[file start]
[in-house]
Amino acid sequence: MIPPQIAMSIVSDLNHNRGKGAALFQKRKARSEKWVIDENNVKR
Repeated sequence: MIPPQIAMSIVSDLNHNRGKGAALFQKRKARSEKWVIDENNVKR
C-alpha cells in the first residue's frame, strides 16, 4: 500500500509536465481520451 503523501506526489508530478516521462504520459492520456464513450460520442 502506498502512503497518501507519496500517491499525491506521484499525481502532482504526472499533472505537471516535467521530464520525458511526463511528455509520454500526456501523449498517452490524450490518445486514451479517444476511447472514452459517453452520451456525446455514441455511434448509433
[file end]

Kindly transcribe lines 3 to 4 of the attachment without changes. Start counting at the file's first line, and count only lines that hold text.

Repeated sequence: MIPPQIAMSIVSDLNHNRGKGAALFQKRKARSEKWVIDENNVKR
C-alpha cells in the first residue's frame, strides 16, 4: 500500500509536465481520451 503523501506526489508530478516521462504520459492520456464513450460520442 502506498502512503497518501507519496500517491499525491506521484499525481502532482504526472499533472505537471516535467521530464520525458511526463511528455509520454500526456501523449498517452490524450490518445486514451479517444476511447472514452459517453452520451456525446455514441455511434448509433